Use a Transformational Blogging Journal to Augment Your Memory

A transformational blogging journal makes your life function more effectively by augmenting your memory, and structuring and scheduling your posts and blog reading.

It’s really your fault, you know, my dear readers.

Who said that? What? What did we do?

It’s me, the publisher and author of Always Write. My blogging friends, you followed me. And now because of you I’m using my transformational blogging journal every day.

Why Use a Journal Along with Blogging?

Isn’t that a lot of extra writing?

It’s extra cutting and pasting, but not much writing.

transformational blogging journalSome of you were not crazy about the idea of keeping a journal AND blogging when I first mentioned it. I mean, we’re really busy, right? I’m retired and I’m busy, so I know if you are working 20 or more hours outside or inside the home, you are busy, too.

I’ve played with this process for six months. This article is cut from a cell right out of my August journal documenting the process I’m doing.

But first, let me explain why it’s important to journal as you blog.

  • The number of blogs on the internet is overwhelming. Some people never blog, but some people start a blog for every subject they write. Finding and connecting with these people may be life-changing.
  • We read for information. Like any good student, to remember and refer back to items of importance, we must write the information down somewhere. If it’s a scrap of paper, you know what happens to it! If it’s a bullet journal or a traditional journal, it’s easy to access. But we can not click and follow.
  • We also read to connect with other bloggers socially. We need a way to remember them. A. Caoimhghin tells us that “most people connect through groups.” However, blogging is a solitary activity usually done by people who want to connect with others. Journaling helps us remember names and faces until we get to know our community better.

Setting Up YOUR Transformational Journal

  1. Set up the journal. Easy Peasy. Online note-taking is easiest for me, although I keep a paper journal, which goes everywhere with me for quick notes. Lionel Valdellon recommended Evernote, Alpha Lim, and nvALT as additional journal programs.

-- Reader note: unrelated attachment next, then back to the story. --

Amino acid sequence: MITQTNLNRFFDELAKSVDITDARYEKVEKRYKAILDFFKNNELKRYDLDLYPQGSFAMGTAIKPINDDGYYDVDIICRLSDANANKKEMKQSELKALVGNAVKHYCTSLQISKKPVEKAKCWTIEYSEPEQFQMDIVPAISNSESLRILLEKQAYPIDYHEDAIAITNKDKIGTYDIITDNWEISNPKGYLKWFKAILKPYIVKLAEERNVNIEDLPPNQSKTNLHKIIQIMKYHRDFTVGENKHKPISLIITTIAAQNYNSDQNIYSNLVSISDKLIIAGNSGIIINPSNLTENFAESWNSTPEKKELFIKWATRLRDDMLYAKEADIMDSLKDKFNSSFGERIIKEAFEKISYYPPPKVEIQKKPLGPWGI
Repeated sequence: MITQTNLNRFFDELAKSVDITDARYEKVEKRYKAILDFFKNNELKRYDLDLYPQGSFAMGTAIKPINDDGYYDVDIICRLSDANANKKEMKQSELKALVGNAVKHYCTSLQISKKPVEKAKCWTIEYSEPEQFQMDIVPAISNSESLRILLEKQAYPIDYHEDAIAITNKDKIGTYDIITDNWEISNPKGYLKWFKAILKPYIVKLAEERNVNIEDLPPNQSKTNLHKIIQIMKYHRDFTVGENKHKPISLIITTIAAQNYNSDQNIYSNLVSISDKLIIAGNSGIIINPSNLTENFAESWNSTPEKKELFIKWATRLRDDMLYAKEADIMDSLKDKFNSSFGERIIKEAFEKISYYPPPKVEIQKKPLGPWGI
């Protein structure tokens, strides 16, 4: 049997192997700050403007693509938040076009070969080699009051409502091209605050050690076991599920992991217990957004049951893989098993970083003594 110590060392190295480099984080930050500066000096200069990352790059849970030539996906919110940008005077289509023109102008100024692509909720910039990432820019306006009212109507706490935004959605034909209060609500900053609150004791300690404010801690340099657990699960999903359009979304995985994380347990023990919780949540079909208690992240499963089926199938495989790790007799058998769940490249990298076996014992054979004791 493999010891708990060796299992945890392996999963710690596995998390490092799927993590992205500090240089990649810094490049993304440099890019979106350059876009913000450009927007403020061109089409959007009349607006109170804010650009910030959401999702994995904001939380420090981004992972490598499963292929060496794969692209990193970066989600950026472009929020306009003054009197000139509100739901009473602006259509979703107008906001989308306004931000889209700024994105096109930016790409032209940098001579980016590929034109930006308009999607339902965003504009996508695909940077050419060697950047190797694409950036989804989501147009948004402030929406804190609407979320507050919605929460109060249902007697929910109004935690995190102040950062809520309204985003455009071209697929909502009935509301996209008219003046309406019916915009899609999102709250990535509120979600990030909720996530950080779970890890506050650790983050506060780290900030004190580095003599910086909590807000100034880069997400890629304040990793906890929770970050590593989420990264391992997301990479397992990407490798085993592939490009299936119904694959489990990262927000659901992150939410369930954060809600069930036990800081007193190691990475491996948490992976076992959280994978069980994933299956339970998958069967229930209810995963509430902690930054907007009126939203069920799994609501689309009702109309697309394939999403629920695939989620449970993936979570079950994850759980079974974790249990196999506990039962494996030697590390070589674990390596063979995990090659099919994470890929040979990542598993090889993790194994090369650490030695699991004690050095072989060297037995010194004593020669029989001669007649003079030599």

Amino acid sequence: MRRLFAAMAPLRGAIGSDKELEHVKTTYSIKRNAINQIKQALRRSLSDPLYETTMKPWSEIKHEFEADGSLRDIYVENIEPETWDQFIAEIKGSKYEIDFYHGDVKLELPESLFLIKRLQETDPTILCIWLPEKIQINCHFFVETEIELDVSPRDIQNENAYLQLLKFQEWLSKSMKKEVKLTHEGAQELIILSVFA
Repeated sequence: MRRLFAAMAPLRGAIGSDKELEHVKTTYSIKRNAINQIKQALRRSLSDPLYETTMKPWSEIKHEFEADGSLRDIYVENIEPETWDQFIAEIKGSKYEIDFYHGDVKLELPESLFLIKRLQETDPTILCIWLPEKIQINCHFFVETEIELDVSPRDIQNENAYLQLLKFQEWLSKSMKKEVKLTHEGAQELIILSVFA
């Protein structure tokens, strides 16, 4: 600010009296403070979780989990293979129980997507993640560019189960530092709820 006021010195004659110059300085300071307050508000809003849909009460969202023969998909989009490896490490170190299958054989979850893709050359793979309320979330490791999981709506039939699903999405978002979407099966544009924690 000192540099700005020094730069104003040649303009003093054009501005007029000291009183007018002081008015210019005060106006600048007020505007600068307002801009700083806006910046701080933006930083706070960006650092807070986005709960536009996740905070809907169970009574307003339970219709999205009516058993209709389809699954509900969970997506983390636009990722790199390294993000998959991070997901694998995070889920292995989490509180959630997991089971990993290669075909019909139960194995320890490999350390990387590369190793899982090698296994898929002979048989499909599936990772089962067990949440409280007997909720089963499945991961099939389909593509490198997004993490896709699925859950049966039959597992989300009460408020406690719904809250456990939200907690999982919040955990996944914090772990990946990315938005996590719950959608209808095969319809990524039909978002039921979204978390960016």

2. I like Google Docs best. In their defense, I have used Evernote, but not the other two. Start a new Google Docs journal by creating a table with one row and 3 columns for each day. I use Google Docs because it takes less time to open, it saves automatically, and I can get access to it from anywhere.
    1. Even though I put everything for one day in one cell of the table, I may use the following headings within the cell:

      transformational blogging journal

      Sample of entries in your Transformational Blogging Journal

    2. Weather: degrees @ time,
    3. News (your top choice for the day – even it’s YOUR news)
    4. post # (Paste the article URL and write comments or a quote from the blog.) Add as many as you visit.
    5. Other sites visited today (URL with no comments).
    6. I create one doc for each month or two, one formatted row for each day of the month.
    7. I print them out. Yes, because it is still easier to write than type sometimes. When I plan my posts I scribble in my ideas. This may or may not get transmitted to my  journal. As you know, sometimes posts don’t happen. Or I may have an idea that carries to the next month, which is not created.


Not many articles help bloggers with the enormous task of reading blogs. Yet, there are millions of articles urging bloggers to read voraciously if they want others to be read their blog. Reciprocity takes a lot of time.

I hope this simple form and explanation helps you make sense, keep track,  of, and use your blog reading.

The form is the least important aspect of keeping a blogging journal. Yet, I have experimented with so many forms, some work and some don’t. This one is shortened and is the easiest to use that I’ve found.

From MY Transformational Blogging Journal

Here are the most helpful or interesting NEW blogs I found in July. I haven’t categorized them like I did last month.

Forgive me for not writing a little note about each one. The good news is that I would never have met these bloggers/self-publishers without keeping a journal.

And, NOW they are easy for me to find again! YEAH!

Next time: Journal Like a Pro: How To Choose Blogs to Visit

Let me know how you keep track of the blogs you visit, and how you make new friends.

If you enjoyed this post, please share it. 🙂 I look forward to hearing from you.

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